Breaking News
More () »

This Maine couple worked years to adopt Ukrainian orphans. Then the war came.

“I love these boys. I want them safe.”

LEEDS, Maine — A little over two years ago, just before the start of the pandemic, Nat Bell and Tracy Blake-Bell and their two teenage sons welcomed two brothers from Ukraine into their home for a month, a visit made possible by an international hosting program.

“They bring children from another country to have a small snapshot, maybe, of the American experience,” Nat said. “We’re pretty blessed, and we wanted kids that hadn’t necessarily had a good [life] to have some semblance of normalcy, to experience different stuff.”

At the time the Ukrainian boys, Vanya and Serogzha, were 15 and 12 years old, and fate had not dealt them a good hand. For six years they had been living in an orphanage. But something special happened on that visit, and the brothers from nearly 5,000 miles away got along beautifully with the brothers from Leeds, who were about the same age.

“They are absolutely incredible kids,” Tracy said. “There’s no way if you met them for a short period of time that you wouldn’t adore them.” 

In Leeds, the kids who had spent most of their lives in an orphanage had the chance to just be, well, kids. 

“All four boys love being outside,” Nat says. “Skiing, hiking, playing in the woods, building forts.”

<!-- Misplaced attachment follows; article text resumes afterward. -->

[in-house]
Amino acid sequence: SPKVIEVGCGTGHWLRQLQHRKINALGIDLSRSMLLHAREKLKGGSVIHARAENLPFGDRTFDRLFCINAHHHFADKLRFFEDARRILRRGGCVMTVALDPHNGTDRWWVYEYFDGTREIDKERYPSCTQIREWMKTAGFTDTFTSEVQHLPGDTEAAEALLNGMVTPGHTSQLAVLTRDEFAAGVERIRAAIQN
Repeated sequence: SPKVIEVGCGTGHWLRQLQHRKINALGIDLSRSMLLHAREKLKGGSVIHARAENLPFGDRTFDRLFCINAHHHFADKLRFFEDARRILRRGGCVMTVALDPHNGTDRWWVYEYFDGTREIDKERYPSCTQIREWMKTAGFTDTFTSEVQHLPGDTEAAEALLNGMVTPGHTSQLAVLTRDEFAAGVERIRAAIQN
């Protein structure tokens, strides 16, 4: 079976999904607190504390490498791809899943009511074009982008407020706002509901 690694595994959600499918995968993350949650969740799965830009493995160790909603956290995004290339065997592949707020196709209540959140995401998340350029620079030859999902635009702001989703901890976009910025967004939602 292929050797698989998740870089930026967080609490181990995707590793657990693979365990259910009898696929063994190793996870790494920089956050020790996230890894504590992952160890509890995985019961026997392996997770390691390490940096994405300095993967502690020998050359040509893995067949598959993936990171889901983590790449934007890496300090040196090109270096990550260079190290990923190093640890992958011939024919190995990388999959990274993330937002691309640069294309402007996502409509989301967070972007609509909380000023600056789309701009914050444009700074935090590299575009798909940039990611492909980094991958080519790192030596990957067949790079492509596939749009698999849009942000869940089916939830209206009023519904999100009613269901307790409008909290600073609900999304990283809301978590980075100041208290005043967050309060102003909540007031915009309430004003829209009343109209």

Bell family soon began the process of applying to adopt Vanya and Serogzha, a seemingly endless journey through one bureaucracy after another that was finally coming to a conclusion last month, when Nat and Tracy traveled to Ukraine to deal with the next-to-last details. Relieved to be done with the paperwork and thrilled at the prospect of welcoming the orphans into their home, the Bells made plans to bring them to Maine this month.

RELATED: Turner family doing everything they can to get 3 Ukrainian orphans to safety

Russia’s invasion of Ukraine shattered those plans. For the past week and a half, Tracy Bell-Blake, while working through tears, has reached out to Maine’s congressional delegation and anyone else she can think of who might be able to help. In recent days the boys have been moved to Poland, where they’re in a safe place and being watched by responsible, caring adults.

Their escape to Poland has been an enormous relief for the Bells, but they now worry whether two years of intensive efforts to adopt the boys will count for nothing since they’re no longer in Ukraine. 

The offices of U.S. Rep. Jared Golden and U.S. Sen. Susan Collins are working on the case, for which the Bells are deeply grateful, but the future is murky.

What has not been shaken by the cruelty and unpredictability of war is the Bell’s love for Vanya and Serogzha or their determination to make them part of their family. 

“As much as I love any human being on this earth, I love these boys,” Tracy said, voice shaking with emotion while tears ran down her cheeks. “I want them safe. And I am just one. There are thousands of us, and we want our voices heard because we want the best for these kids.”

If you're looking for a way to help those in Ukraine, the Maine Emergency Management Agency has a list of vetted ways to help on their website.

RELATED: Crisis deepens as Ukraine accuses Moscow of 'medieval' tactics

More stories from 207:

Before You Leave, Check This Out